ASCO Chief Medical Officer Richard L.Schilsky, MD, and other oncology drug experts presented a panel on drug dosing at a recent meeting, cosponsored by the Friends of Cancer Research and the Brookings Institution, in Washington, DC.1The presentations made it clear that issues surrounding drug dosing are among the thorniest problems in oncology.
“We want patients to live longer and enjoy a better quality of life,” said Dr. Schilsky, “but we need to do a better job of balancing the benefits and risks of therapy, that is, identifying the drug dose at which efficacy is maximized and toxicity minimized. A dose that is too high can render an otherwise effective drug intolerable, and one that is too low can negate the expected benefit.”
Because cancer is life-threatening, a high degree of toxicity is accepted, as is the need to develop new drugs quickly. These two factors often take precedence over finding an optimal dose.
“We have accepted too high a degree of toxicity in cancer drugs, and it has become a serious problem,” saidRichard Pazdur, MD, Director of the U.S. Food and Drug Administration (FDA) Office of Hematology and Oncology Products. “We do a terrible job of exploring dosing prior to a phase III trial. The emphasis in clinical trials is primarily on efficacy, and drug companies don’t want to do phaseII dosing studies to determine whether the maximum tolerated dose is the optimal dose,” he said.
“We simply don’t have the license to cause patients so much toxicity—even in the face of the threat to life. We havegotto find a better balance between doing good and doing harm,” Dr. Pazdur added.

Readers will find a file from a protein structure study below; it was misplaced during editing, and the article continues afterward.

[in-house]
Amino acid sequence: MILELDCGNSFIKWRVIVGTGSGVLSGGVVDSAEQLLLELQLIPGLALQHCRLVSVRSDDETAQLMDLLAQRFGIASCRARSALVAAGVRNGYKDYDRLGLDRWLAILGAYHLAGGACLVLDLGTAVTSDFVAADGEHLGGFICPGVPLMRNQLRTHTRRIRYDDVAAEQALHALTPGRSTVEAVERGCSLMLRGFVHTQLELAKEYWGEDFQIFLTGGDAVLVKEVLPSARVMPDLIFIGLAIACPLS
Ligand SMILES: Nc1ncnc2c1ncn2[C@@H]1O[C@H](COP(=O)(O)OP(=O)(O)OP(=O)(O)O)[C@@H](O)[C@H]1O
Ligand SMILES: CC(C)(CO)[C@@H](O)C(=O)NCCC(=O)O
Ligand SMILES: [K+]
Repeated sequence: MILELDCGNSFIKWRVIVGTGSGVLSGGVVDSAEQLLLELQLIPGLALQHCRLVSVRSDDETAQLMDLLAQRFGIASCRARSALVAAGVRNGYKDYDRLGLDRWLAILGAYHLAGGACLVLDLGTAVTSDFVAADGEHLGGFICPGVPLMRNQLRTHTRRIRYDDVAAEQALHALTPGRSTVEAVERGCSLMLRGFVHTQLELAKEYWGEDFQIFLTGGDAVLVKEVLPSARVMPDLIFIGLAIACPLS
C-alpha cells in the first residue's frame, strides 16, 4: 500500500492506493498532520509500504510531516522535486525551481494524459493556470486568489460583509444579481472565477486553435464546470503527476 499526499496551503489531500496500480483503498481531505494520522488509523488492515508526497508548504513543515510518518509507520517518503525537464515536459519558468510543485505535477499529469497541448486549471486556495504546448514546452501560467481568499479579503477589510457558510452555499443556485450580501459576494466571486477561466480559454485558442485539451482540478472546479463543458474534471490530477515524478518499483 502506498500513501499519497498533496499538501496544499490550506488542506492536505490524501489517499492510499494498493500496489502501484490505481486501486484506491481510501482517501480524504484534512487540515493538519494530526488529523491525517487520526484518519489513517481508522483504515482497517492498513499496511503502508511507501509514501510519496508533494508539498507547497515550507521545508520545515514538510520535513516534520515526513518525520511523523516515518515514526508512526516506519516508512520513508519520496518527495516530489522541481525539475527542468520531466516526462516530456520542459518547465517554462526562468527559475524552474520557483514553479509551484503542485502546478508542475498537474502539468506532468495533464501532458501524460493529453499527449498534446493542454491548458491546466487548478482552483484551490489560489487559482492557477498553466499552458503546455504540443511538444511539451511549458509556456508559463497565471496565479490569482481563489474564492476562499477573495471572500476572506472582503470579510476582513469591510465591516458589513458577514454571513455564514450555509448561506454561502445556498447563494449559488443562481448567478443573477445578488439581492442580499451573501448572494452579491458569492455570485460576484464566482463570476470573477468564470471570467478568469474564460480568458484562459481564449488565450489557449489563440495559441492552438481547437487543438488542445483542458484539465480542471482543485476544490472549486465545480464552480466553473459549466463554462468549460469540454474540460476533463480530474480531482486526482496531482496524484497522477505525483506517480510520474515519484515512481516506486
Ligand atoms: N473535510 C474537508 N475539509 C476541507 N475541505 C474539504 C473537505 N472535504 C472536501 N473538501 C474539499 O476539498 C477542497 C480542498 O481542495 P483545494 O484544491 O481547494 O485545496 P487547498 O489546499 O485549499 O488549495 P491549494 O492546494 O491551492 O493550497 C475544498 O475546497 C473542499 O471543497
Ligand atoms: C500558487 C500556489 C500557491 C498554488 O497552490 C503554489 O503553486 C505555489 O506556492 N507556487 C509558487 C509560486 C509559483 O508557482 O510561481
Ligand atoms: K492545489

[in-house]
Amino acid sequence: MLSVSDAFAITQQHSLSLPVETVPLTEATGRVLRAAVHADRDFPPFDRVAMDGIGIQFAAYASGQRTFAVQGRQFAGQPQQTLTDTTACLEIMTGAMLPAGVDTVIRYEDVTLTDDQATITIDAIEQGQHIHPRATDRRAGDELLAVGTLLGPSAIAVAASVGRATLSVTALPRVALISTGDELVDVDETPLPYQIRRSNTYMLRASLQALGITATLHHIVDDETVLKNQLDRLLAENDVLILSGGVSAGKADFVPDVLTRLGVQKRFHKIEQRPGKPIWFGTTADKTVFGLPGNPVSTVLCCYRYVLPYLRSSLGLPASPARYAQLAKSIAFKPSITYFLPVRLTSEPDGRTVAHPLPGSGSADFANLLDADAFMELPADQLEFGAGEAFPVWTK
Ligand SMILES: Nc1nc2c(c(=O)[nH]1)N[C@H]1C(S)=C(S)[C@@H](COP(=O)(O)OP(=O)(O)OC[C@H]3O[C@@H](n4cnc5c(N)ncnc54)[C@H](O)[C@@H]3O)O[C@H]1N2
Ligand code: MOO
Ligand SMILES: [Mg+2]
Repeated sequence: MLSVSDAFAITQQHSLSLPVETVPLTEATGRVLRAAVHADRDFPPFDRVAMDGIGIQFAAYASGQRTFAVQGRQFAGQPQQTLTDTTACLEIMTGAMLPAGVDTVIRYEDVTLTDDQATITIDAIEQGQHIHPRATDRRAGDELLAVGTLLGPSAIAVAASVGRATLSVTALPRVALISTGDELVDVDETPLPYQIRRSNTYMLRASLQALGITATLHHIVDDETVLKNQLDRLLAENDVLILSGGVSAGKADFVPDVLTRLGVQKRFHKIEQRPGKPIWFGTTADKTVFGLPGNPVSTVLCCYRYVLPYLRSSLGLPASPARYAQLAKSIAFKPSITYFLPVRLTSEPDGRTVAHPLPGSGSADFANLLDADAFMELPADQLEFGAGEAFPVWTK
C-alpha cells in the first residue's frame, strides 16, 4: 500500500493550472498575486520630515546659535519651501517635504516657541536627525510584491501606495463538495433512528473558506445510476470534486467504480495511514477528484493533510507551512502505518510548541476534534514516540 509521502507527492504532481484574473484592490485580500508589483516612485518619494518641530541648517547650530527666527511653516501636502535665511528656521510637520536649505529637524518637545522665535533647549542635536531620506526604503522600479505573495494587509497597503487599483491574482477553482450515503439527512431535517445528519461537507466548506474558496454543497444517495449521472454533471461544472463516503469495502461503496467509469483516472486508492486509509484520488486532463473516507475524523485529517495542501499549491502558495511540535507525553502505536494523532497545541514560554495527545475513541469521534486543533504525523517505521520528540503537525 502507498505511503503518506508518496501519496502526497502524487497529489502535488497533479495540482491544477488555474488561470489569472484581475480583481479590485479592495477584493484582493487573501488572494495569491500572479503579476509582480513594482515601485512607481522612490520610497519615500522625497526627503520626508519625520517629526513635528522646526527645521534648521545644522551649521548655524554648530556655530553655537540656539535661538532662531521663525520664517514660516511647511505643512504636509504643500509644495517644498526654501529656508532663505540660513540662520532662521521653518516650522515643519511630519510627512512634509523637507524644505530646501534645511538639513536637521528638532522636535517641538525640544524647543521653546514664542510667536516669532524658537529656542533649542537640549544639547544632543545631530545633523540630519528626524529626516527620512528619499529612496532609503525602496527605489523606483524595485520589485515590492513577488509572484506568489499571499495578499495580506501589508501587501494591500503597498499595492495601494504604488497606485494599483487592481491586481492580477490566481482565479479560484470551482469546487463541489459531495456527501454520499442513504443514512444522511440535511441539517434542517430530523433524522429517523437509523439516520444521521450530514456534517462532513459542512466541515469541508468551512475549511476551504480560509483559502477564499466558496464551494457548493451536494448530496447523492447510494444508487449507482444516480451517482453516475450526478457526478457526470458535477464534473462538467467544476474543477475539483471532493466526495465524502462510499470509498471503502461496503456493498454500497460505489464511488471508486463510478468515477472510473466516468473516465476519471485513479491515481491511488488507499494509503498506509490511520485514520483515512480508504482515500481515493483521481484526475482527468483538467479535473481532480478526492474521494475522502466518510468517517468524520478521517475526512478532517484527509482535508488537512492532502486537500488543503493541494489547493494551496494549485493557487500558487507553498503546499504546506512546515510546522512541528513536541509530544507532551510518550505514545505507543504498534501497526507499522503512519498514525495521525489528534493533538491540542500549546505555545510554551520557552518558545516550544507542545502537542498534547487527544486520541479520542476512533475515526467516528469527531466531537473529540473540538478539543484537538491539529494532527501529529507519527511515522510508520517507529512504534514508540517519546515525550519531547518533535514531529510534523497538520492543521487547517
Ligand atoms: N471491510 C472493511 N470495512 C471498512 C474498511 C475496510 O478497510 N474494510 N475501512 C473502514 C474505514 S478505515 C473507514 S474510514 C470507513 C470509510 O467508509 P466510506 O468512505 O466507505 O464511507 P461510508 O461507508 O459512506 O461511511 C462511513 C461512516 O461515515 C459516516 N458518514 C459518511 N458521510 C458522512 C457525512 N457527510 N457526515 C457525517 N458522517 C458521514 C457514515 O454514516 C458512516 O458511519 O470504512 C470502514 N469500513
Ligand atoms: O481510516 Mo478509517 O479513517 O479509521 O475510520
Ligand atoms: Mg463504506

Easier Said Than Done
The “right” dose is often elusive, said Dr. Schilsky, and even if it could be pinpointed, it may be only an estimate. “For any drug dose, a range of beneficial and toxic effects will vary based on the unique characteristics of each patient.”
Dr. Schilsky noted that many recently approved oncology drugs are labeled for use at doses that are either too high or too low for at least some patients. “We need to devise a strategy for drug development that includes dose optimization but doesn’t delay market entry.”
Phase I trials determine the highest tolerable dose; small numbers of patients are given increasing doses until dose-limiting toxicity is reached. The amount of drug immediately below that is the maximum tolerated dose, which is then used for phaseII and III trials, which rarely evaluate doses other than maximum tolerated dose. “The [maximum tolerated dose] may not be appropriate for targeted therapy,” said Atiqur Rahman, PhD, Director, FDA Division of Clinical Pharmacology V. “Moreover, dose selection based on [maximum tolerated dose] does not mean there will not be serious toxicity.”